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January 31, 2009

White House Vegetable Garden

Obama should start a very public White House vegetable garden. I am seeing this idea springing up in more and more places. TransFARM the White House Lawn :: An Organic Garden for the White House,
Two Peace Corps volunteers decided to write a letter to Obama and suggest that he establish an organic “Hope Garden” at the White House, and of course hire them to manage it.
They are part of a growing movement of advocates for a White House vegetable garden, and why not? The Obama family will have a bigger lawn than most of us, they like vegetables, and we all should be planting a little bit to eat local and eat healthy.

Go read their letter.

Here are some other sites advocating a White House garden:

www.thewhofarm.org

www.eattheview.org

www.change.org/ideas/view/white_house_organic_garden_project_for_the_people

http://www.thepetitionsite.com/1/organic-garden-project-on-White-House-Grounds

January 24, 2009

New Home Buyers Want To Grow Food

From the story, Say goodbye to McMansions, homes are getting 'right-sized',
According to the Better Homes and Gardens study, top priorities in a new home include an affordable price, natural light and comfortable family gathering places. The era of super-sizing may be ending, Butler said, with buyers looking for a home that is "right-sized, organized and economized."
. . .
  • Green elements. Ninety percent of those who participated in the Better Homes and Gardens survey said they're planning to have energy-efficient heating and cooling systems in their next home and 31% plan to have geo-thermal heat, Butler said. There has also been increased interest in home gardens, with more people wanting to know where their food is grown, said Robin Avni, senior director and consumer strategist for the firm Iconoculture, a cultural trend research firm. "The green theme touches everything in the home, from the food we look to consume, our health concerns in the home, building -- even our furnishings in the home," Avni said. (emphasis added)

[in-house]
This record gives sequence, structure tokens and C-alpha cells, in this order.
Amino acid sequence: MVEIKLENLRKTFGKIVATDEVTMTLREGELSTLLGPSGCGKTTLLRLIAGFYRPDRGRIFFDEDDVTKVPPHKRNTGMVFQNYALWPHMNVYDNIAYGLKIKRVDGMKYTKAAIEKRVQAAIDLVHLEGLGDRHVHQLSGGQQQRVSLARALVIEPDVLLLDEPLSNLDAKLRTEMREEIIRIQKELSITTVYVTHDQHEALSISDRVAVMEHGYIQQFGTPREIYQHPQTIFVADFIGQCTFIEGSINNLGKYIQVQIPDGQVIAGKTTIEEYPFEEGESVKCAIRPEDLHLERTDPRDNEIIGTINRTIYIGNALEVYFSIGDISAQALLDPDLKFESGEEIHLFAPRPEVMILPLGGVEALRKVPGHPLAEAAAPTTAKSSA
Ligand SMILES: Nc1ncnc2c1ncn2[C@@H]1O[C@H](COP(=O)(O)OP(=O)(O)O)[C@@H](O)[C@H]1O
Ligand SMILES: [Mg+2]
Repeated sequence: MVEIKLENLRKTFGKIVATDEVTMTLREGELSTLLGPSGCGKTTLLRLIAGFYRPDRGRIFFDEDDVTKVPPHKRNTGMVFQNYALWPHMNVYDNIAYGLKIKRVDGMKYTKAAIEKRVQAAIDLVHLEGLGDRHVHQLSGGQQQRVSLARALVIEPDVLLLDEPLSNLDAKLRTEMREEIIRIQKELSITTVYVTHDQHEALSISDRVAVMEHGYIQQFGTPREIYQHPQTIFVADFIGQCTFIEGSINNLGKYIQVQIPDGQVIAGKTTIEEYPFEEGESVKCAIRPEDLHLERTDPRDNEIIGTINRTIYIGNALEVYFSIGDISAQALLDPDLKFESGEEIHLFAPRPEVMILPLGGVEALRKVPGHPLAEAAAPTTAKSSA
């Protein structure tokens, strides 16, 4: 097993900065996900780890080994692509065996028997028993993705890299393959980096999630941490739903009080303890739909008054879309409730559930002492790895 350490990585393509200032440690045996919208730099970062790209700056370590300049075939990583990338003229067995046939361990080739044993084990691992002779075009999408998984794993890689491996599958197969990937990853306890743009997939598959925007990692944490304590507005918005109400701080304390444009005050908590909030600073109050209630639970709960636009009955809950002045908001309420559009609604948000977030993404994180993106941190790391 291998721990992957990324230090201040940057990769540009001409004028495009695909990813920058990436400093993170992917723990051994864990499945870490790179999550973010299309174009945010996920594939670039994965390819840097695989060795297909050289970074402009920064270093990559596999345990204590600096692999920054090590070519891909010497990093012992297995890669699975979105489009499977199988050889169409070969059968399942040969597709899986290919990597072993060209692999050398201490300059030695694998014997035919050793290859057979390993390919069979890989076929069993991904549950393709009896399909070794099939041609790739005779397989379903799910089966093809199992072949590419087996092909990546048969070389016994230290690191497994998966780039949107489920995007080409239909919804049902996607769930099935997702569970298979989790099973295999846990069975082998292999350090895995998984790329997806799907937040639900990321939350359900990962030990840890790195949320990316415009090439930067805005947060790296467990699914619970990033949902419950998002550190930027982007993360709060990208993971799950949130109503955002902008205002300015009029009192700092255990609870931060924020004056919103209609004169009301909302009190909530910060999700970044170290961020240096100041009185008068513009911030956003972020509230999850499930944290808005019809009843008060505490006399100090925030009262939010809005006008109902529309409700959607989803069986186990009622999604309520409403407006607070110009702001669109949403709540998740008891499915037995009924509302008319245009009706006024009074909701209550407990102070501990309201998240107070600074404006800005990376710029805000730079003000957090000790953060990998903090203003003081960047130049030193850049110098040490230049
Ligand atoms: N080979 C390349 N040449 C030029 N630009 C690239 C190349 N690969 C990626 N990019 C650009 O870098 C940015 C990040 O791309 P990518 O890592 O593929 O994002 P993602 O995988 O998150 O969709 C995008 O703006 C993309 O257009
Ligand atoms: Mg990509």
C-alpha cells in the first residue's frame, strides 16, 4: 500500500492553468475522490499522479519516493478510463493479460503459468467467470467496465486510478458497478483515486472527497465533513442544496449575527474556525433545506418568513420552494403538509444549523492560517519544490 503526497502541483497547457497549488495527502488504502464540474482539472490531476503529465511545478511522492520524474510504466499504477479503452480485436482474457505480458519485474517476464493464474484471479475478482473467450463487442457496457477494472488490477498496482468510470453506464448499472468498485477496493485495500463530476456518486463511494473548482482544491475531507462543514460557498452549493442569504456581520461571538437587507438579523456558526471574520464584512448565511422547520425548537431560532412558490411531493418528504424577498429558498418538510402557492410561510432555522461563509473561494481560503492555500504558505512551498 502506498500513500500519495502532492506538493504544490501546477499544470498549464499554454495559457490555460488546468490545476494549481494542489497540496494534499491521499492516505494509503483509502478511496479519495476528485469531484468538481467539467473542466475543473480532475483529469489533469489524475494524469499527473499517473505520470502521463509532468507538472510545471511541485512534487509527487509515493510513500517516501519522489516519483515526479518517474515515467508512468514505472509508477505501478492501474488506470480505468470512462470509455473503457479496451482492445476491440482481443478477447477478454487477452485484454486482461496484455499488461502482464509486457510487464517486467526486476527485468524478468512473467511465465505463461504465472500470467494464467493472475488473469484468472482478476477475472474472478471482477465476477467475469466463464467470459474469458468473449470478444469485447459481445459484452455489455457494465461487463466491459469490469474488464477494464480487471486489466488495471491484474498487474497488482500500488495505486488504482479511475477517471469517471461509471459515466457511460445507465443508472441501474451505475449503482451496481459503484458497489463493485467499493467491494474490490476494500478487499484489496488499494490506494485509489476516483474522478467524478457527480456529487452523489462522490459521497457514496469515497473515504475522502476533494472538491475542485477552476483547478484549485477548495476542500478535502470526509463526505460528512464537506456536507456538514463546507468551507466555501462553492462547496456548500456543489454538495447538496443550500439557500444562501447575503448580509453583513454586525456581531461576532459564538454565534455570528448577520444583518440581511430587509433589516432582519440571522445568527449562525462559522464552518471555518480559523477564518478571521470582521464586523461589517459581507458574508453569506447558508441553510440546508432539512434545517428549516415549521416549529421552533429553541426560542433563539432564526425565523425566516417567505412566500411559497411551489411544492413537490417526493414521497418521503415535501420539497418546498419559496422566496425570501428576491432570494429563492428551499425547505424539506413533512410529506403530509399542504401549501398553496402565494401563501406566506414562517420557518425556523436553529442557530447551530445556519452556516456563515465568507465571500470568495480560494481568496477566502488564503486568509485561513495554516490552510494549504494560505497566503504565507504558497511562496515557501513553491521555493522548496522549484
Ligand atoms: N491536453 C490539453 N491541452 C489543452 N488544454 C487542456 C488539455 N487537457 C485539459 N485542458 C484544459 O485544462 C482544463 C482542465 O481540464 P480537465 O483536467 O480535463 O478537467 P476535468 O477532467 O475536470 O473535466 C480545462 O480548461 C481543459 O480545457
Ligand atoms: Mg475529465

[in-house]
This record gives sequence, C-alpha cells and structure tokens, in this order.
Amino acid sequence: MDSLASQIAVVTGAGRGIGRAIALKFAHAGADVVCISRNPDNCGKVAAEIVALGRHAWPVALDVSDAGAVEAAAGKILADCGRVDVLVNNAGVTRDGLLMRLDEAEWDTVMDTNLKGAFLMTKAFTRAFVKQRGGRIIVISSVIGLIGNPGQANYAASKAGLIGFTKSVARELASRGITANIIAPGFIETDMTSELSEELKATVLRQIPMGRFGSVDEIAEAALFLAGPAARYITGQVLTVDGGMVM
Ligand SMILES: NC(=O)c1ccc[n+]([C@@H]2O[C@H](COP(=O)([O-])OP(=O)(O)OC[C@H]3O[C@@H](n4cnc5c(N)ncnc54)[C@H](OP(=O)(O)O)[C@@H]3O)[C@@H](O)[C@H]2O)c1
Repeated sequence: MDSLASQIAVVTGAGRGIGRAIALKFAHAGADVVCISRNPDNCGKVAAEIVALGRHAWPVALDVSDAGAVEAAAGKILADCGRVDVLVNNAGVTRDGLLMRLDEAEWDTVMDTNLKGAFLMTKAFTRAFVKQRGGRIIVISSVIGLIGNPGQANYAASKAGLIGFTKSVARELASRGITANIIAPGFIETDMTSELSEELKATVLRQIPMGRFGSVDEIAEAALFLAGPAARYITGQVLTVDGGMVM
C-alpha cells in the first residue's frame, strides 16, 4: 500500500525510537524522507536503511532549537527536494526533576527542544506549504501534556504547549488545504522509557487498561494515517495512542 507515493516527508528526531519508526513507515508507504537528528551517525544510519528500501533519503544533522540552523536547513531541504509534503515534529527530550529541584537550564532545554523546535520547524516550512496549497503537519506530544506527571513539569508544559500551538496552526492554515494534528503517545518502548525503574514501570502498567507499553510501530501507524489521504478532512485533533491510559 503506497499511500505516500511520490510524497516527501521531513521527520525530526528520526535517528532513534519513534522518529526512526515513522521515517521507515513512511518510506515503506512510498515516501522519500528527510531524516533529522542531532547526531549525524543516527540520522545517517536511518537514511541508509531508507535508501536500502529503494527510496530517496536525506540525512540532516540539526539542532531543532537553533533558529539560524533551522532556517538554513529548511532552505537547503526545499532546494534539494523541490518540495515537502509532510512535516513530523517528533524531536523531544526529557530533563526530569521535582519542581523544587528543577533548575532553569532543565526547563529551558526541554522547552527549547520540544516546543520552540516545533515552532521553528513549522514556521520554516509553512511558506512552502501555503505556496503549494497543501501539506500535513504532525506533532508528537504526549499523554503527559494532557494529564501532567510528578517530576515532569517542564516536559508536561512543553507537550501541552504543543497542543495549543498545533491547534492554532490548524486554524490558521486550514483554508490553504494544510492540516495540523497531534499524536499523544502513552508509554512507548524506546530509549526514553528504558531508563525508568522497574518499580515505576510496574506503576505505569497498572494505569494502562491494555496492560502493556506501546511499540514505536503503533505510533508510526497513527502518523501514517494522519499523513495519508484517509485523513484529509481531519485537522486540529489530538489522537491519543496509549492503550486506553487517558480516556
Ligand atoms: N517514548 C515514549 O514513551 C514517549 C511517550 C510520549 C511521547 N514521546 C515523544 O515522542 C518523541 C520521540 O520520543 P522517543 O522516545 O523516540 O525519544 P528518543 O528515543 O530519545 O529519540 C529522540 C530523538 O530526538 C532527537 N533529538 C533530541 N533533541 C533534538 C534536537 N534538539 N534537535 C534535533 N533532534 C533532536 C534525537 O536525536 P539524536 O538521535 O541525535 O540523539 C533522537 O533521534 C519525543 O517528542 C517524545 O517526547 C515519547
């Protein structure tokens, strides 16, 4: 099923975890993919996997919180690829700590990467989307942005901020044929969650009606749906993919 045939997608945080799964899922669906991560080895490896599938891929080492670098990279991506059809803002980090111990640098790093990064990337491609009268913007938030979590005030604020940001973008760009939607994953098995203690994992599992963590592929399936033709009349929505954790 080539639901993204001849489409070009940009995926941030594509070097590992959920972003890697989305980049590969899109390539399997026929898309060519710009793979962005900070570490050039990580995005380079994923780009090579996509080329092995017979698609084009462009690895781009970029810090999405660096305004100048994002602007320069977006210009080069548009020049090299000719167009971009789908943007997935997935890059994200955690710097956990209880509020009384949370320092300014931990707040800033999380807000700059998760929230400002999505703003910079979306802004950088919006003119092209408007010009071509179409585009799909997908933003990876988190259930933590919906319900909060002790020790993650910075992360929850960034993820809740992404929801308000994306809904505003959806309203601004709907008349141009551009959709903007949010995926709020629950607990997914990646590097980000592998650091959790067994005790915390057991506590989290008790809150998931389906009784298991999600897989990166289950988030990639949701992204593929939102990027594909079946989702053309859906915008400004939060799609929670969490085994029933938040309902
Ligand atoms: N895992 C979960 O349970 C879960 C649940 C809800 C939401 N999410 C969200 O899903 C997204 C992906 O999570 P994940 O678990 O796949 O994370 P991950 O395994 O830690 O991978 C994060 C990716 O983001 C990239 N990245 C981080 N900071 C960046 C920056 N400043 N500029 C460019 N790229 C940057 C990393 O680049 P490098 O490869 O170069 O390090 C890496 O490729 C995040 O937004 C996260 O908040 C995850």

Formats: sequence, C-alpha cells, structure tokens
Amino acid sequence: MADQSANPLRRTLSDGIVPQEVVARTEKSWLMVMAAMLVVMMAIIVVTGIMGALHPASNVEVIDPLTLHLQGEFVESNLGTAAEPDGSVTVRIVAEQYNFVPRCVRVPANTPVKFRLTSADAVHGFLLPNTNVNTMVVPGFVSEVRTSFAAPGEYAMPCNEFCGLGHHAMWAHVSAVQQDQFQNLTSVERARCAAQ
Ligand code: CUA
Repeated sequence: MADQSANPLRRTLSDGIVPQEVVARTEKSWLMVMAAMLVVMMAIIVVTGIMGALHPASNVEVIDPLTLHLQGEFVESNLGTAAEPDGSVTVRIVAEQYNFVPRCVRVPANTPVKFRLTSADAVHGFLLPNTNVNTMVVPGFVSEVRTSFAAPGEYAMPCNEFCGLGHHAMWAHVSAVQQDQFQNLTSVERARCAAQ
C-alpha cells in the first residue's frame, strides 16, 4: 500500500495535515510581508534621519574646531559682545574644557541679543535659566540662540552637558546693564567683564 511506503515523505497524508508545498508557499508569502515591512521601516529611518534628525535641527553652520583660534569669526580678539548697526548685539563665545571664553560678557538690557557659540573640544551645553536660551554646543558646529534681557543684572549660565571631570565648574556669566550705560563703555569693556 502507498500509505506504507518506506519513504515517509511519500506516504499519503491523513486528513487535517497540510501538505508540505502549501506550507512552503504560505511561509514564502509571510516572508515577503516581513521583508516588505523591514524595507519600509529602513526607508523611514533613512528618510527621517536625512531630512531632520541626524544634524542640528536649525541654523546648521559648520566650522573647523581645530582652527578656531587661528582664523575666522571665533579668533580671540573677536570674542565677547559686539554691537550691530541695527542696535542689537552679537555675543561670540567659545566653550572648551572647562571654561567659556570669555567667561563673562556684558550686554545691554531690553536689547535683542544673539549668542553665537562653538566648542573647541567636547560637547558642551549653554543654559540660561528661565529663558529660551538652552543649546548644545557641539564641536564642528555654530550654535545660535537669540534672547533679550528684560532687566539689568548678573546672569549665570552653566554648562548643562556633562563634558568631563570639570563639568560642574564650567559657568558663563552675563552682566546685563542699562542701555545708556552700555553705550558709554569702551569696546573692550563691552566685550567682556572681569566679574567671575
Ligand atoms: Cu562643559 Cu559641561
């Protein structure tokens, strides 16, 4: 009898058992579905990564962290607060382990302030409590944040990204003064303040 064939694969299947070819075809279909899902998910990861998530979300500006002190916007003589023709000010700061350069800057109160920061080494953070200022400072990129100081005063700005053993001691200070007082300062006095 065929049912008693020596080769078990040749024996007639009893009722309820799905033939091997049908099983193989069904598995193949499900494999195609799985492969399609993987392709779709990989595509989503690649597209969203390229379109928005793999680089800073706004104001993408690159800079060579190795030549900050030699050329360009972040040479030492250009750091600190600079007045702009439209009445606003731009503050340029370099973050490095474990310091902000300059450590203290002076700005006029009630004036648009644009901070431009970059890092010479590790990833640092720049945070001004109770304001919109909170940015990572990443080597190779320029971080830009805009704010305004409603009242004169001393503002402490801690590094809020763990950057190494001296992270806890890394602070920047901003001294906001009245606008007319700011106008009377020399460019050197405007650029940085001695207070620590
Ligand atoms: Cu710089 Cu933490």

January 23, 2009

Support Local Farmers

Go sign the pledge: Sustainable Food - Change.org: Support Local Farmers

January 16, 2009

A Vegetable Garden at the White House

Alice Waters of Chez Panisse has written an open letter to Barack Obama, asking for a garden at the White House as an example. You can read it at Alice Waters's Open Letter to the Obamas: Food Politics. Here is an excerpt,
Of course, I cannot forget the vision I have had since 1993 of a beautiful vegetable garden on the White House lawn. It would demonstrate to the nation and to the world our priority of stewardship of the land—a true victory garden!

January 12, 2009

Gardening and Health

Gardening gives elders a harvest of health,

Gardening helps older men and women reap more than flowers, fruits, and vegetables -- it benefits them physically as well, researchers report. In a small study, 14 gardeners between 63 and 86 years old reported an average of 33 hours of gardening during a typical week in May, and 15 hours each week during June and July.

January 11, 2009

Sunday Garden